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Zone equidistance control expansion joint system
8376652 Zone equidistance control expansion joint system
Patent Drawings:Drawing: 8376652-2    
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Inventor: Bradford
Date Issued: February 19, 2013
Application:
Filed:
Inventors:
Assignee:
Primary Examiner: Addie; Raymond W
Assistant Examiner:
Attorney Or Agent: Curatolo Sidoti Co., LPASidoti; Salvatore A.Hawk; Julie D.
U.S. Class: 404/70; 14/47; 14/51; 14/53
Field Of Search: 404/47; 404/48; 404/49; 404/50; 404/51; 404/52; 404/53; 404/54; 404/55; 404/56; 404/57; 404/58; 404/59; 404/60; 404/61; 404/62; 404/63; 404/64; 404/65; 404/66; 404/67; 404/68; 404/69; 404/70
International Class: E01C 11/02
U.S Patent Documents:
Foreign Patent Documents: 34 38 517; 0 090 986; 0 338 124
Other References: PCT/US2010/059908--International Search Report, Mar. 23, 2011. cited by applicant.
PCT/US2010/059908--Written Opinion, Mar. 23, 2011. cited by applicant.









Abstract: A modular-type expansion joint system for bridging a gap that is located between spaced-apart structural members. The expansion joint system may be utilized, for example, in bridges, highways, and tunnel constructions where gaps are formed between spaced-apart, adjacent concrete sections. The expansion joint system includes vehicular load bearing members and support members. Seals are located between the vehicular load bearing members. The expansion joint system includes zones of differing movement capabilities in response to displacement events.
Claim: The invention claimed is:

1. An expansion joint system for a gap defined between adjacent first and second structures comprising: a plurality of transversely extending vehicular load bearingmembers having top surfaces exposed to traffic and bottom surfaces opposite said top surfaces; a plurality of support members positioned below said transversely extending load bearing members and extending longitudinally across said expansion joint fromsaid first structure to said second structure; Wherein at least one of said plurality of longitudinally extending support members is movably engaged with all of said plurality of transverse load bearing members and at least one of said transverselyextending vehicular load bearing members is fixedly connected to only one of said longitudinally extending support bar members; and housings for accepting opposite ends of said plurality of support members; wherein said expansion joint system comprisesa plurality of zones wherein movement of the vehicular load bearing members in a particular zone occurs in response to a different level of movement within the structure.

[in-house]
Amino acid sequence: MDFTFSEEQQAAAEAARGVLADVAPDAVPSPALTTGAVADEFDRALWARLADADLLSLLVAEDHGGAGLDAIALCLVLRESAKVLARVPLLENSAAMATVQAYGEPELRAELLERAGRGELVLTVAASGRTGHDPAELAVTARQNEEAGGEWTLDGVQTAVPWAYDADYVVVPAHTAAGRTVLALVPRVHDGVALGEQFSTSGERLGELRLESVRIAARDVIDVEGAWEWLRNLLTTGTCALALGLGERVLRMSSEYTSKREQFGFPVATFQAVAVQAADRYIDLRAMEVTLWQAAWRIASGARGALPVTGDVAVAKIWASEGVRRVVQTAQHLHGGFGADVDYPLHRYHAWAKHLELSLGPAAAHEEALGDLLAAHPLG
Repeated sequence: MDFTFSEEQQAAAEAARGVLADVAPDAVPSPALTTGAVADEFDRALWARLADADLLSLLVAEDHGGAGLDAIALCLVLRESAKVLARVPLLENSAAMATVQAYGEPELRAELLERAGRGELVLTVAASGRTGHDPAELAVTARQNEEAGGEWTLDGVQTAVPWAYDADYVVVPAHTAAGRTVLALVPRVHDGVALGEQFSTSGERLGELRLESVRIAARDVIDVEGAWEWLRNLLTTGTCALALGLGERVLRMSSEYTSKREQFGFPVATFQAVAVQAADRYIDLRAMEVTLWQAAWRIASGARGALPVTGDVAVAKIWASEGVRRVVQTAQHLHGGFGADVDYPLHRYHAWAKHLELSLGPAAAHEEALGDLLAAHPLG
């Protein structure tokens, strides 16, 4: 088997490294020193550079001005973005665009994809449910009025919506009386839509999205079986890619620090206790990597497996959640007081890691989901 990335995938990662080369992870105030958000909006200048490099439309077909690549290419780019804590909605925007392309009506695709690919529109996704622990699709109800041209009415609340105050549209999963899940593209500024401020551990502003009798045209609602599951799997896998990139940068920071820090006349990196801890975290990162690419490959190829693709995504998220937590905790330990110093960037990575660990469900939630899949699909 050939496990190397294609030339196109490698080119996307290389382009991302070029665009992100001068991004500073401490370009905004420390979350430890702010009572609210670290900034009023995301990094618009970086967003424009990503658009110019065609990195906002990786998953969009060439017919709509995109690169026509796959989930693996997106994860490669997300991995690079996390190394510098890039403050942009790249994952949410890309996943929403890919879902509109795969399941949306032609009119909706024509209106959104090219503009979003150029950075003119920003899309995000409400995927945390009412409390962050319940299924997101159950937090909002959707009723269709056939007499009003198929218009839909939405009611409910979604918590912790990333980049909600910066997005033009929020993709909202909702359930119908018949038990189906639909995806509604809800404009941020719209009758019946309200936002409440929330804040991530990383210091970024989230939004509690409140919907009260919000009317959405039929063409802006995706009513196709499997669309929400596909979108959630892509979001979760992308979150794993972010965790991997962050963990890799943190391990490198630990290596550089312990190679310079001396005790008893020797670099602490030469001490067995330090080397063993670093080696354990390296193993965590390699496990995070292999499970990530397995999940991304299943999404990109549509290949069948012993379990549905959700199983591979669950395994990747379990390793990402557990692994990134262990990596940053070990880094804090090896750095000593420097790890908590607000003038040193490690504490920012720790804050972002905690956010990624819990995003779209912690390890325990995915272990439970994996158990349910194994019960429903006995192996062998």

2. The expansion joint system of claim 1, wherein said zones comprise at least one first zone in which the movement of the vehicular load bearing members in the first zone occurs in response to a first level of movement of the structure and atleast one second zone in which the movement of the vehicular load bearing members in the second zone occurs in response to a second level of movement of the structure which is greater than the first level of movement of the structure.

3. The expansion joint system of claim 1, wherein said zones comprise: at least one first zone in which the movement of the vehicular load bearing members in the first zone occurs in response to a first level of movement of the structure, atleast one second zone in which the movement of the vehicular load bearing members in the second zone occurs in response to a second level of movement of the structure which is greater than the first level of movement of the structure; and at least onethird zone in which the movement of the vehicular load bearing members in the third zone occurs in response to a third level of movement of the structure which is greater than both the first and second levels of movement of the structure.

4. The expansion joint system of claim 1, wherein said at least one longitudinally extending support member that is movably engaged with all of said plurality of transverse load bearing members is connected to each transverse load bearingmember by a yoke assembly.

5. The expansion joint of claim 4, wherein said yoke assembly comprises a substantially U-shaped cross-section.

6. The expansion joint system of claim 5, wherein each yoke assembly is mechanically attached to one of said plurality of load bearing members.

7. The expansion joint system of claim 6, wherein said mechanical attachment comprises a mechanical fastener.

8. The expansion joint system of claim 6, wherein said mechanical attachment comprises a weld.

9. The expansion joint system of claim 1, wherein said housing comprise: first housings for accepting an end of said elongated support members for substantially restricting transverse movement within said first housings, but permittinglongitudinal and vertical movement within said first housings; and second housings for accepting an end of said one elongated support members for substantially restricting longitudinal movement within said second housings, but permitting transverse andvertical movement within said second housing.

10. The expansion joint system of claim 9, wherein said housings are structures selected from the group consisting of boxes, receptacles, chambers, containers, enclosures, channels, tracks, slots, grooves and passages.

11. The expansion joint system of claim 1, comprising flexible and compressible seals extending between at least two of said load bearing members, and between said load bearing members and edge sections of said first and said second roadwaysections.

12. The expansion joint system of claim 11, wherein said seals are selected from strip seals, glandular seals, and membrane seals.